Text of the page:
Italians love animals. Or do they? I’ve had some embarrassing moments with animal-derived food: ‘carne equina’ – horse meat a speciality at a restaurant, to which I’d been invited by trusted friends. Blackbird pie, (or was it thrush pie?) was offered to me once as a great delicacy. (I failed to count whether there were four and twenty of the poor little creatures baked in it).
I suppose it’s the same the whole world over. There’s succulent boiled dog in Korea while the inhabitants of the gracious Palladian city of Vicenza are denigrated as cat eaters. As they say, ‘vicentini magnagati’. However, we’ve also all heard of krauts, frogs, choc-ice and bananas used as ethnic slurs.
Incidentally, with regard to the Vicentini there’s a well-known piece of doggerel written in Venetian dialect, and referring to the various cities of the former ‘Serenissima Venetian republic, which goes:
“Veneziani, gran signori;
Padovani, gran dotori;
Visentini magna gati;
Veronesi tutti mati;
col cognome de furlani;
Trevisani, pan e tripe;
Rovigoti, baco e pipe;
i Cremaschi, fa cogioni;
i Bressan, tagiacantoni;
ghe n’è anca de più tristi:
E Belun? Pòreo Belun
te sè proprio de nisun!”
In a previous post I did mention that learning standard Italian is only one’s first step. Move yourself outside (or sometimes even within) Tuscany and, even if you’re fluent, you might catch less than half (or nothing at all) of what you hear. So here’s my tentative translation from the Venetian language as I’m learning it from the web page at
“The venetians are great lords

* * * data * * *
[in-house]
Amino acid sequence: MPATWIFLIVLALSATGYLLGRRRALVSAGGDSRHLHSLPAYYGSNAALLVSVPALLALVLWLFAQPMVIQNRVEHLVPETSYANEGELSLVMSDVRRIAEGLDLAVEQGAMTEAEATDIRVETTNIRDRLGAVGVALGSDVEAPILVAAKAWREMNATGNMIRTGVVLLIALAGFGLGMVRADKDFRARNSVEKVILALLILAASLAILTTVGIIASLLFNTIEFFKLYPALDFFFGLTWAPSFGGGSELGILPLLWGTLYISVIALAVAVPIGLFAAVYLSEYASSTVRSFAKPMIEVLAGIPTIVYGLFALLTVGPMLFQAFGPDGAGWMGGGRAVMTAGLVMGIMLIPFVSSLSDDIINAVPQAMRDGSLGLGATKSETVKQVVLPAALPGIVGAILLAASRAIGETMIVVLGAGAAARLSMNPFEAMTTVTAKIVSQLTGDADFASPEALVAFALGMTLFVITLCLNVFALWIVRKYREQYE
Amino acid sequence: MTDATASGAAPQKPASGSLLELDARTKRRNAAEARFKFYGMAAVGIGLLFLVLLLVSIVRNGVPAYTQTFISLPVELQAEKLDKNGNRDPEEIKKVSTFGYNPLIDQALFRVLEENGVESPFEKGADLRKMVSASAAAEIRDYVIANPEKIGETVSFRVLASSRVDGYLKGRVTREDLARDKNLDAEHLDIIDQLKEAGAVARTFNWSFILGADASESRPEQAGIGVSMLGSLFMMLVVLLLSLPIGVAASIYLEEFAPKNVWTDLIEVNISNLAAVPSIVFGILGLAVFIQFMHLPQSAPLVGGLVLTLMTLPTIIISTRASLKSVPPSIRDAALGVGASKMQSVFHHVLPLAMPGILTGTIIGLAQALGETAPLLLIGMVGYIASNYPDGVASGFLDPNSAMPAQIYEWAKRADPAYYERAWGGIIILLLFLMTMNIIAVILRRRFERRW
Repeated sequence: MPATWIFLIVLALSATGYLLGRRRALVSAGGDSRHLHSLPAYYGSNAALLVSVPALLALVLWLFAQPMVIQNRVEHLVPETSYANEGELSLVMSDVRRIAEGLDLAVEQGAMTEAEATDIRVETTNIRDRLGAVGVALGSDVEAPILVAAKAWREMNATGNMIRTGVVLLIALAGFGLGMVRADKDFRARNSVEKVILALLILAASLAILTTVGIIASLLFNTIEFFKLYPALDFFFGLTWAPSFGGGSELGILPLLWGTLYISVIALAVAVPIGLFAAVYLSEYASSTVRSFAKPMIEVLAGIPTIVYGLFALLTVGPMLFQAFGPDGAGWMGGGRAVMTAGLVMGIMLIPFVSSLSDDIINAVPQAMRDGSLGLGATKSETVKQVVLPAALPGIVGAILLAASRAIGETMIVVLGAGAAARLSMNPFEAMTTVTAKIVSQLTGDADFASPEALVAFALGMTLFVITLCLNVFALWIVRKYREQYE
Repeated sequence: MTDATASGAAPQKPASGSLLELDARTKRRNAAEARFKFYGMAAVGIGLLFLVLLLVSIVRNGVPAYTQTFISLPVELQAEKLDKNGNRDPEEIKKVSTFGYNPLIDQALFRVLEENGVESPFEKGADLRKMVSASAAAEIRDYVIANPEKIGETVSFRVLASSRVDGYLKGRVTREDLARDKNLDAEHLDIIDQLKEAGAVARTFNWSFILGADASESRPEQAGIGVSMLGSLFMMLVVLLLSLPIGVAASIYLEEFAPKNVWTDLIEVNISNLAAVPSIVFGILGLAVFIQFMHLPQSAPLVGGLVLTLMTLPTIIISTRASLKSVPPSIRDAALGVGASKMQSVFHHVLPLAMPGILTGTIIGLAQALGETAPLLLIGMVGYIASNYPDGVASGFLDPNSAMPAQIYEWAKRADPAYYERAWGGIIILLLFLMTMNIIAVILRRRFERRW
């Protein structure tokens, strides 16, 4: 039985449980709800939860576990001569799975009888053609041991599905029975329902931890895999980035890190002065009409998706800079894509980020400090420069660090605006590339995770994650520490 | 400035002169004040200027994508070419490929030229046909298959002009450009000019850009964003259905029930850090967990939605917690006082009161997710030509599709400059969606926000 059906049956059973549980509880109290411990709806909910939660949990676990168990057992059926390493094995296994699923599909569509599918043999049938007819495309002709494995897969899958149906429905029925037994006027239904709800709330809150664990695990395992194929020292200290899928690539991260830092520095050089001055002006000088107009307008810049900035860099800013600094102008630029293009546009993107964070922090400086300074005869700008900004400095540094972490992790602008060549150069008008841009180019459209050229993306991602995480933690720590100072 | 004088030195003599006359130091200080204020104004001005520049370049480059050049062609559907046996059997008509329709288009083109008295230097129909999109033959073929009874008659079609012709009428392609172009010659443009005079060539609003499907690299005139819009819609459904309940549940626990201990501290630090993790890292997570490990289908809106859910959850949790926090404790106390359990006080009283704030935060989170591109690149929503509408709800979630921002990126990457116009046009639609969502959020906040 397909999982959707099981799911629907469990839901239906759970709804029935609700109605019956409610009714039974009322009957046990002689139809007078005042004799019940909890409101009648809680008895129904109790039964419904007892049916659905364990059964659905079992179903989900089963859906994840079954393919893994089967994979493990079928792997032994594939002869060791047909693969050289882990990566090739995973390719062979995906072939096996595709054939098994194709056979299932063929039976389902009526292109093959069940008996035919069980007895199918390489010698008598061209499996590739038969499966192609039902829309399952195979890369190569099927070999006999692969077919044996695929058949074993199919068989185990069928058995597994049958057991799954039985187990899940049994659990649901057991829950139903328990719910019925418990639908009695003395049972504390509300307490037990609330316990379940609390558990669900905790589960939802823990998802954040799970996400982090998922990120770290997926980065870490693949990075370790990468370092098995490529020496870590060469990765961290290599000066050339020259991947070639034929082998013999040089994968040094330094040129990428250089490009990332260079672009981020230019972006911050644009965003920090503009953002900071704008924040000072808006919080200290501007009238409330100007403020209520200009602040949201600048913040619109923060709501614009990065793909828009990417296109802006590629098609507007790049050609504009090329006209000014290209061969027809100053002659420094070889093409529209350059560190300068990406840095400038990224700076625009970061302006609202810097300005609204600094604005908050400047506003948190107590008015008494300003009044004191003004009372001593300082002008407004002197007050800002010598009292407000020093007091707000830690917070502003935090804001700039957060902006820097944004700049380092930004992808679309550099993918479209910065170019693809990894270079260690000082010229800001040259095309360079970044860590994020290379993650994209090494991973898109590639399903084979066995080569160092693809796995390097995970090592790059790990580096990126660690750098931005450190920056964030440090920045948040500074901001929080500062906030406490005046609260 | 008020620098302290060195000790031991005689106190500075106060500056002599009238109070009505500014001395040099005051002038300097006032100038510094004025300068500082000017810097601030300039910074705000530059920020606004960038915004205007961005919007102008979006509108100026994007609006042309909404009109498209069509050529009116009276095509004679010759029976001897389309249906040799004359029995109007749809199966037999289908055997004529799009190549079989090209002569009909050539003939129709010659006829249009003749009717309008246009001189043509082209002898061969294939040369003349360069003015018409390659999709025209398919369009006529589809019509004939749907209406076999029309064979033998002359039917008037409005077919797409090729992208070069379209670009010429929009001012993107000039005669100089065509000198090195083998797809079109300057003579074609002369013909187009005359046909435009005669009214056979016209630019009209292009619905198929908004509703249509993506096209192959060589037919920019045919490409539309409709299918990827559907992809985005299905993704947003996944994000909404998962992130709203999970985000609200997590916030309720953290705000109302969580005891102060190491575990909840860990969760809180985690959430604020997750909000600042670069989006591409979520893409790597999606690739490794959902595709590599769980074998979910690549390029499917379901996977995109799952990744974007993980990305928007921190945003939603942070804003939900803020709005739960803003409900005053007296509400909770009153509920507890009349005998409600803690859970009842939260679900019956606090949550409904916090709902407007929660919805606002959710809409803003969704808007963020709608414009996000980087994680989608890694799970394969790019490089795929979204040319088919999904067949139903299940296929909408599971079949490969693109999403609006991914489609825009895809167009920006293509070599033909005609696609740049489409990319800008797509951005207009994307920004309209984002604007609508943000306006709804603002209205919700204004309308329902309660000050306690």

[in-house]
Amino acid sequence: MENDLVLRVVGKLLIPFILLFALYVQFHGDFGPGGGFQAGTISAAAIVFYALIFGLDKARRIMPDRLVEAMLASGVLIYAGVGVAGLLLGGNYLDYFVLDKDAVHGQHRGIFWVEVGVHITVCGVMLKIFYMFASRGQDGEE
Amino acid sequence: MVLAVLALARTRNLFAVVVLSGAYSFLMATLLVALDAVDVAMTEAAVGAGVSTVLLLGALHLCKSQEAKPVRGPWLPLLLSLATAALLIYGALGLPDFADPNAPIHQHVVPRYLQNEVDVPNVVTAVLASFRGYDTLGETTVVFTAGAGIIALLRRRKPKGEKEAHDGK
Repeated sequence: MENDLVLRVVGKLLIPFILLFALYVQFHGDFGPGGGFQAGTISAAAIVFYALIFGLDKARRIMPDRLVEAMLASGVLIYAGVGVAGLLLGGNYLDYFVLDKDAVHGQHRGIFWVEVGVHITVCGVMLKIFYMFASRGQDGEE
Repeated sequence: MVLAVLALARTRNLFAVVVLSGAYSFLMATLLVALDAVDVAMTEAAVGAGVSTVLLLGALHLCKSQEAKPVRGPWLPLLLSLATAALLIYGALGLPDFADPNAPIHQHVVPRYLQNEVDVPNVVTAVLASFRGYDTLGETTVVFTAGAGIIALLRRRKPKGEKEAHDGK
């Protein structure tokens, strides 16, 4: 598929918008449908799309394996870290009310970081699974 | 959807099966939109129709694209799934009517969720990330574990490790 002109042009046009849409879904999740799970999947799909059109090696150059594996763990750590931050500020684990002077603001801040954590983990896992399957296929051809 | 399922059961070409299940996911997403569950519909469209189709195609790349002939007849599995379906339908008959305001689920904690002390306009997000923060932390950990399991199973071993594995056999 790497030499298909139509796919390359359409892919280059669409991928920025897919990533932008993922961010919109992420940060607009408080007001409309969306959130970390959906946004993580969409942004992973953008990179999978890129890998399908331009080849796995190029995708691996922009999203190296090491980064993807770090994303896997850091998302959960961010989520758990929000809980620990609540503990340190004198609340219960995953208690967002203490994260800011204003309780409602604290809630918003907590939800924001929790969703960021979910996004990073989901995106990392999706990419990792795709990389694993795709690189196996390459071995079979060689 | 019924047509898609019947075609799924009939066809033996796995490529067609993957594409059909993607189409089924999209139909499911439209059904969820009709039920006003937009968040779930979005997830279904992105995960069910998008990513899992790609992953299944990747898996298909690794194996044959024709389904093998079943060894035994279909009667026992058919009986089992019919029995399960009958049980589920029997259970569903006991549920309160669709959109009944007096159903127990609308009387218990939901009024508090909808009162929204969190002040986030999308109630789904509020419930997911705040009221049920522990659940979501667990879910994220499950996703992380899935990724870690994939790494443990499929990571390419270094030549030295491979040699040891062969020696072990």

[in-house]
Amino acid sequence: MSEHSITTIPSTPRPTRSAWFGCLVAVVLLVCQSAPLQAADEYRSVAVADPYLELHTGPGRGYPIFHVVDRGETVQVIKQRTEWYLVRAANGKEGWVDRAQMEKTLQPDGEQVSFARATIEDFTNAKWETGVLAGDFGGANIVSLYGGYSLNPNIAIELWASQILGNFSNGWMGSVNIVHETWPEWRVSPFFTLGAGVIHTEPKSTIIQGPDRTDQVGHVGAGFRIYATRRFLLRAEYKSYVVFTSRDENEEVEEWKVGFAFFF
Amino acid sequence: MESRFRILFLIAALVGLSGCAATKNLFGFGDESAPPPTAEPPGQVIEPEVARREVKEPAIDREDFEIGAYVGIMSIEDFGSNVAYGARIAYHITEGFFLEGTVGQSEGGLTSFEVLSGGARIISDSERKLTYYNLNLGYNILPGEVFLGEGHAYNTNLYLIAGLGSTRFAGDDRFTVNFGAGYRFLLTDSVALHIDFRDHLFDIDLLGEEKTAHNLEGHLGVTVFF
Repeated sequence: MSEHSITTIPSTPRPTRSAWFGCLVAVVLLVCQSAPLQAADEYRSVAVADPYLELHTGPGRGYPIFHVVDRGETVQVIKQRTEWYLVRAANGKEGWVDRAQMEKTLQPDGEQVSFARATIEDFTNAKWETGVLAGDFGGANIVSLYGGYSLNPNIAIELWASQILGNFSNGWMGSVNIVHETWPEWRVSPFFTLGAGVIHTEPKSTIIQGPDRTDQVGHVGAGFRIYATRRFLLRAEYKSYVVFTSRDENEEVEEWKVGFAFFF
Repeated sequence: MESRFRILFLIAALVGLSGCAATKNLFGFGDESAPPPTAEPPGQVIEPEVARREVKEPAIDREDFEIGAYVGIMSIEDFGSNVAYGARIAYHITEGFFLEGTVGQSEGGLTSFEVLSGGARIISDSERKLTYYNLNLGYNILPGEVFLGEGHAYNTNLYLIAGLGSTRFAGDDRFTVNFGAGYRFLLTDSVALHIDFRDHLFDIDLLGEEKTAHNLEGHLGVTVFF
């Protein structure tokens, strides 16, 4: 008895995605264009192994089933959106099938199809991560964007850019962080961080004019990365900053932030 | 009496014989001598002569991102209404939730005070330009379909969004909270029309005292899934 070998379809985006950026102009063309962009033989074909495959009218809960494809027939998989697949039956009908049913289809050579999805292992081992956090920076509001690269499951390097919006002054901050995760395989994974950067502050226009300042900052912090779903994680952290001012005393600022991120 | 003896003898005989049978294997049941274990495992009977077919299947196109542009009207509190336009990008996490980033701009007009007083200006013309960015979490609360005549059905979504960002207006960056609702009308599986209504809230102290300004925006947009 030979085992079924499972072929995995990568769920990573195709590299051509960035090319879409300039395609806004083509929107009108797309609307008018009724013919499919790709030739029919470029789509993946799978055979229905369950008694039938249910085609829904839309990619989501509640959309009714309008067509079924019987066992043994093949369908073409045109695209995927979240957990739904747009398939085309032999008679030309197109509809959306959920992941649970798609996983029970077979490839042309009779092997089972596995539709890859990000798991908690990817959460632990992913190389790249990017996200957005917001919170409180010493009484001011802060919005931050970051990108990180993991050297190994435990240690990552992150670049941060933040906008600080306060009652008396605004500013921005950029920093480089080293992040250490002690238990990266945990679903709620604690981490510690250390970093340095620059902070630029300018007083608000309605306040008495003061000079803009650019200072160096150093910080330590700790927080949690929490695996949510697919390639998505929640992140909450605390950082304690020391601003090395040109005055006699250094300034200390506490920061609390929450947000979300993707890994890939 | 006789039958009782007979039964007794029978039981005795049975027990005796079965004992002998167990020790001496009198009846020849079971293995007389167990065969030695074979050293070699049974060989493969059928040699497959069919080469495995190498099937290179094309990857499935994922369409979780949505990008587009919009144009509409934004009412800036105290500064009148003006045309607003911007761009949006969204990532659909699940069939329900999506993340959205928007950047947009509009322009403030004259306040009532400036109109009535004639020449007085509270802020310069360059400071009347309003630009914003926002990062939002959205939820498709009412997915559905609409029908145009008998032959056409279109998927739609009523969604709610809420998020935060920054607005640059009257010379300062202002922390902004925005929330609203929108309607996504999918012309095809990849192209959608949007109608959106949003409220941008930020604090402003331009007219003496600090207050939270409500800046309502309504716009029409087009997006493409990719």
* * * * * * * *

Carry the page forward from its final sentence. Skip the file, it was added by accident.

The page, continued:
The Paduans are great doctors
The Vicenza people eat cats
The Verona inhabitants are all mad
The Udine lot are all keepers of castles and have the surname of furlani (the furlana is a fast and furious dance from Friuli in 6/8 time and appears especially in such works as Tartini’s solo violin sonatas).
The citizens of Treviso eat bread and tripe
The Rovigo lot are winos and pipe smokers
The people from Cremona are thick as two planks
The people from Brescia can’t be trusted
And there’s worst: the Bergamo residents are atheists
And Belluno? Poor Belluno
They’re nothing at all”.
Actually I haven’t found any Vicenza recipes including cat meat although, oddly enough, in Dickens’ Pickwick papers (chapter 19) Pickwick tells Sam Weller off for telling a grisly (or gristly?) story about a cook who butchered cats and put their meat in his pies.
It’s true to say, however, that the Vicentini, like so many other Italians in the starvation conditions of the last war, did resort to eating cats. This sad fact was brought home to me last night when an intrepid BBC reporter, entering into the last pocket of IS resistance in Mosul, noticed there were no cats left and was told by the inhabitants that they’d eaten them all, as indeed, they’d also cooked carpet fibre to survive.
With regard to human cruelty to animals there’s absolutely no excuse regarding what happened recently in the nearby sea-side resort of Viareggio. The council had drained, refurbished and refilled a swan lake in the western pine-park. They’d also supplied the area with a peacock and peahen. Last week the peahen was found drowned and a scandal occurred as a result – anyone knows that peacocks don’t have webbed feet and should not be placed in an area where there’s a lake deep enough for them to drown in. The widowed peacock became almost a satire for the peacock-strutting town council. Indeed, the Italian word ‘pavoneggiare’ means to walk around showing oneself off in a pompous manner.